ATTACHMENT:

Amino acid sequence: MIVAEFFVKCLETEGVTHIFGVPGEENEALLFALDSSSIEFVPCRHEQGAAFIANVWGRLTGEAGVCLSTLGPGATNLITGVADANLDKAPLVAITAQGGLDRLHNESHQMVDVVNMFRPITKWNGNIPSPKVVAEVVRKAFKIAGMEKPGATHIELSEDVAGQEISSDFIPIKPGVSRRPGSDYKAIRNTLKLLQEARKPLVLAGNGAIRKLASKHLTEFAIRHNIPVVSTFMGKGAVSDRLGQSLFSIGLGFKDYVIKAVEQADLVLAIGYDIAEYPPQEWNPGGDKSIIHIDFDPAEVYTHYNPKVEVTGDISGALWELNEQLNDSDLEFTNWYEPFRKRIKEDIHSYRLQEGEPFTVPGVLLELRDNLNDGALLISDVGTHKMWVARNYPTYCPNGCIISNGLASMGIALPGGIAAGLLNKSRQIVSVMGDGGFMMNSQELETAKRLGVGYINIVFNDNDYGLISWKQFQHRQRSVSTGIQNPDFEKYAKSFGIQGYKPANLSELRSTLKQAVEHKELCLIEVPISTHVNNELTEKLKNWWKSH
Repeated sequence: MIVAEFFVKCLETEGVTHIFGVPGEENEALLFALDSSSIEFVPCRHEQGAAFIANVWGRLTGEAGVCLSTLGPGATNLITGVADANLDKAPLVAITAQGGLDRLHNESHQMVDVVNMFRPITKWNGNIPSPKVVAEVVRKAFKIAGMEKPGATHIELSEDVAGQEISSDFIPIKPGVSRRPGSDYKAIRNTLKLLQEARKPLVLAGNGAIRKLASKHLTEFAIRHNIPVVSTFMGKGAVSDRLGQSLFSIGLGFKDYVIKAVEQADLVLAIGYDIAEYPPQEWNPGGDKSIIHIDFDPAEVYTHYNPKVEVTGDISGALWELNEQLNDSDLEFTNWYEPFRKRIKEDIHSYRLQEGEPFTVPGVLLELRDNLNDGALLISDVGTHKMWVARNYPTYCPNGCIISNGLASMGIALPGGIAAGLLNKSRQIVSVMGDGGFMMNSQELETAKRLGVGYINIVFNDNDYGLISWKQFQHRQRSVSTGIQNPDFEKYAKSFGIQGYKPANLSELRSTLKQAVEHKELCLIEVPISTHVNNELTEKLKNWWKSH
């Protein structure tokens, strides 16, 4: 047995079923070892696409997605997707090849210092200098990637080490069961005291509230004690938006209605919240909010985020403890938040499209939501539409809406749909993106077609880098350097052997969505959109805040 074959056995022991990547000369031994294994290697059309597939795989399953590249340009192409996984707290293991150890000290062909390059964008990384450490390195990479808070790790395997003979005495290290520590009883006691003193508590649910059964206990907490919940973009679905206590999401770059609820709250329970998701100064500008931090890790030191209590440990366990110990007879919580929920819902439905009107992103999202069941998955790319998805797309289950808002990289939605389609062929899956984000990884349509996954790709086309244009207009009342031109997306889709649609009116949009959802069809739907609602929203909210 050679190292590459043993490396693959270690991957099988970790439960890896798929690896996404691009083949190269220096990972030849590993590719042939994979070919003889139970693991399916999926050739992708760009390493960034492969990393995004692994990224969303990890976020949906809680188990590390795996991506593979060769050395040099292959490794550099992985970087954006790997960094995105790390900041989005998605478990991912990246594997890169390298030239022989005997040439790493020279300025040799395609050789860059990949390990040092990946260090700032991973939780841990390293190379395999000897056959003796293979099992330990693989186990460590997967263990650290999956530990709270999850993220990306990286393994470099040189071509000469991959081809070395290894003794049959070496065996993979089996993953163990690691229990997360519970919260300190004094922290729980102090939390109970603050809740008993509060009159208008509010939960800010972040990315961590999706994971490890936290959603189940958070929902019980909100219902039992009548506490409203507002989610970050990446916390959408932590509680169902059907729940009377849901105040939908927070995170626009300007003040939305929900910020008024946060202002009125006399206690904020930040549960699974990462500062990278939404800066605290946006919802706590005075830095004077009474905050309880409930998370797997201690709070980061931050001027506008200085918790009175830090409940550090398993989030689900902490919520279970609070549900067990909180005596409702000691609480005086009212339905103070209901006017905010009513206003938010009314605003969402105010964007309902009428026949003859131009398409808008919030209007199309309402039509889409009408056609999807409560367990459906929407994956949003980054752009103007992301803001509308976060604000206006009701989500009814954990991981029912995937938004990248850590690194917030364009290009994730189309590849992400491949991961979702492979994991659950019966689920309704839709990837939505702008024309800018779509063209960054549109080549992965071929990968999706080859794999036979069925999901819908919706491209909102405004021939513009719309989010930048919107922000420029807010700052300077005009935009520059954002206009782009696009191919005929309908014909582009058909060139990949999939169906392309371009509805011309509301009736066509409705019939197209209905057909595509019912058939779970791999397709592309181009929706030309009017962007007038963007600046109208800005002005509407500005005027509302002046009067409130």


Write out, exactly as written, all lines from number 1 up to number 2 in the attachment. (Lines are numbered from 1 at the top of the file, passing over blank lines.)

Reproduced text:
Amino acid sequence: MIVAEFFVKCLETEGVTHIFGVPGEENEALLFALDSSSIEFVPCRHEQGAAFIANVWGRLTGEAGVCLSTLGPGATNLITGVADANLDKAPLVAITAQGGLDRLHNESHQMVDVVNMFRPITKWNGNIPSPKVVAEVVRKAFKIAGMEKPGATHIELSEDVAGQEISSDFIPIKPGVSRRPGSDYKAIRNTLKLLQEARKPLVLAGNGAIRKLASKHLTEFAIRHNIPVVSTFMGKGAVSDRLGQSLFSIGLGFKDYVIKAVEQADLVLAIGYDIAEYPPQEWNPGGDKSIIHIDFDPAEVYTHYNPKVEVTGDISGALWELNEQLNDSDLEFTNWYEPFRKRIKEDIHSYRLQEGEPFTVPGVLLELRDNLNDGALLISDVGTHKMWVARNYPTYCPNGCIISNGLASMGIALPGGIAAGLLNKSRQIVSVMGDGGFMMNSQELETAKRLGVGYINIVFNDNDYGLISWKQFQHRQRSVSTGIQNPDFEKYAKSFGIQGYKPANLSELRSTLKQAVEHKELCLIEVPISTHVNNELTEKLKNWWKSH
Repeated sequence: MIVAEFFVKCLETEGVTHIFGVPGEENEALLFALDSSSIEFVPCRHEQGAAFIANVWGRLTGEAGVCLSTLGPGATNLITGVADANLDKAPLVAITAQGGLDRLHNESHQMVDVVNMFRPITKWNGNIPSPKVVAEVVRKAFKIAGMEKPGATHIELSEDVAGQEISSDFIPIKPGVSRRPGSDYKAIRNTLKLLQEARKPLVLAGNGAIRKLASKHLTEFAIRHNIPVVSTFMGKGAVSDRLGQSLFSIGLGFKDYVIKAVEQADLVLAIGYDIAEYPPQEWNPGGDKSIIHIDFDPAEVYTHYNPKVEVTGDISGALWELNEQLNDSDLEFTNWYEPFRKRIKEDIHSYRLQEGEPFTVPGVLLELRDNLNDGALLISDVGTHKMWVARNYPTYCPNGCIISNGLASMGIALPGGIAAGLLNKSRQIVSVMGDGGFMMNSQELETAKRLGVGYINIVFNDNDYGLISWKQFQHRQRSVSTGIQNPDFEKYAKSFGIQGYKPANLSELRSTLKQAVEHKELCLIEVPISTHVNNELTEKLKNWWKSH